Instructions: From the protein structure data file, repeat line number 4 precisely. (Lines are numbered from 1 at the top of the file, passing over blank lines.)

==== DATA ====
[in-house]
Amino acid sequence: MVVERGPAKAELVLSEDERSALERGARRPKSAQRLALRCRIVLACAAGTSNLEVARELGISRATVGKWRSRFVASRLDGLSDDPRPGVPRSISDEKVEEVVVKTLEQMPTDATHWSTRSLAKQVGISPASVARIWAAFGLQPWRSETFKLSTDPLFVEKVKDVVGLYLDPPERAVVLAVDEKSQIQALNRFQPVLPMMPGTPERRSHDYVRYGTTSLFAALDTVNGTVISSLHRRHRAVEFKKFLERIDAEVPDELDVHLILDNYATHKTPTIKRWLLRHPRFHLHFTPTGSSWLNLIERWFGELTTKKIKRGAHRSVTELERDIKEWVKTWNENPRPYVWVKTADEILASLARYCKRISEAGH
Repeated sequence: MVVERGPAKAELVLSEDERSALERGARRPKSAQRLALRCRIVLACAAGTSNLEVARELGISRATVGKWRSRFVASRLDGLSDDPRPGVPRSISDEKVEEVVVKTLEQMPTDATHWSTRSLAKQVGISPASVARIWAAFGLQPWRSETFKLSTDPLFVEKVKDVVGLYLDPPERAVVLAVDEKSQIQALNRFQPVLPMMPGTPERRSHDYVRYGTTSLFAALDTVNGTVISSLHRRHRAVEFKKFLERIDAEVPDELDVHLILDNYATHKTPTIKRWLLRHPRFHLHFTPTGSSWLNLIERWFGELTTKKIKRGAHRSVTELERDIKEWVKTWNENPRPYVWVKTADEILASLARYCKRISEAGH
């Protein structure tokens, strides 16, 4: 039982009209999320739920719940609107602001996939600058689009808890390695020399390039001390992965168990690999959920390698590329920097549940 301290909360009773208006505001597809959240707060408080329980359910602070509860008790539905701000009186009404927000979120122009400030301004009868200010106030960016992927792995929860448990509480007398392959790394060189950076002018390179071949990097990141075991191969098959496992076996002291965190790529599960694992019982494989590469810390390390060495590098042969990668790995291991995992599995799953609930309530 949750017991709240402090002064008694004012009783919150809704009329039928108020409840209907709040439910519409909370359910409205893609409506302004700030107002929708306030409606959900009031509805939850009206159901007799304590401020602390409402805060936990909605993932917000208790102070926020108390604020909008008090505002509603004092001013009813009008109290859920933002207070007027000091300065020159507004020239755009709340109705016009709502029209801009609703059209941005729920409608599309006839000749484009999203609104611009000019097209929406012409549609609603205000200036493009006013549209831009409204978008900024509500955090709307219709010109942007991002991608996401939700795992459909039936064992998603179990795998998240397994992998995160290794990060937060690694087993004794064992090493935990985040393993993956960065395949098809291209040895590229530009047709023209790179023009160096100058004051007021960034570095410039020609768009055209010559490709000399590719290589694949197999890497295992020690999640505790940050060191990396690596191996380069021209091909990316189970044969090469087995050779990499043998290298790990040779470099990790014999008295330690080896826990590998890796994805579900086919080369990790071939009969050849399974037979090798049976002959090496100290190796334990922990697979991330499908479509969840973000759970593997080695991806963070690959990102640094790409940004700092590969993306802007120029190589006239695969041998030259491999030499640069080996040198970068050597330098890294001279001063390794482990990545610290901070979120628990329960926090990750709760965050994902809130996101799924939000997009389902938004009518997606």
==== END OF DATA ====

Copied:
């Protein structure tokens, strides 16, 4: 039982009209999320739920719940609107602001996939600058689009808890390695020399390039001390992965168990690999959920390698590329920097549940 301290909360009773208006505001597809959240707060408080329980359910602070509860008790539905701000009186009404927000979120122009400030301004009868200010106030960016992927792995929860448990509480007398392959790394060189950076002018390179071949990097990141075991191969098959496992076996002291965190790529599960694992019982494989590469810390390390060495590098042969990668790995291991995992599995799953609930309530 949750017991709240402090002064008694004012009783919150809704009329039928108020409840209907709040439910519409909370359910409205893609409506302004700030107002929708306030409606959900009031509805939850009206159901007799304590401020602390409402805060936990909605993932917000208790102070926020108390604020909008008090505002509603004092001013009813009008109290859920933002207070007027000091300065020159507004020239755009709340109705016009709502029209801009609703059209941005729920409608599309006839000749484009999203609104611009000019097209929406012409549609609603205000200036493009006013549209831009409204978008900024509500955090709307219709010109942007991002991608996401939700795992459909039936064992998603179990795998998240397994992998995160290794990060937060690694087993004794064992090493935990985040393993993956960065395949098809291209040895590229530009047709023209790179023009160096100058004051007021960034570095410039020609768009055209010559490709000399590719290589694949197999890497295992020690999640505790940050060191990396690596191996380069021209091909990316189970044969090469087995050779990499043998290298790990040779470099990790014999008295330690080896826990590998890796994805579900086919080369990790071939009969050849399974037979090798049976002959090496100290190796334990922990697979991330499908479509969840973000759970593997080695991806963070690959990102640094790409940004700092590969993306802007120029190589006239695969041998030259491999030499640069080996040198970068050597330098890294001279001063390794482990990545610290901070979120628990329960926090990750709760965050994902809130996101799924939000997009389902938004009518997606």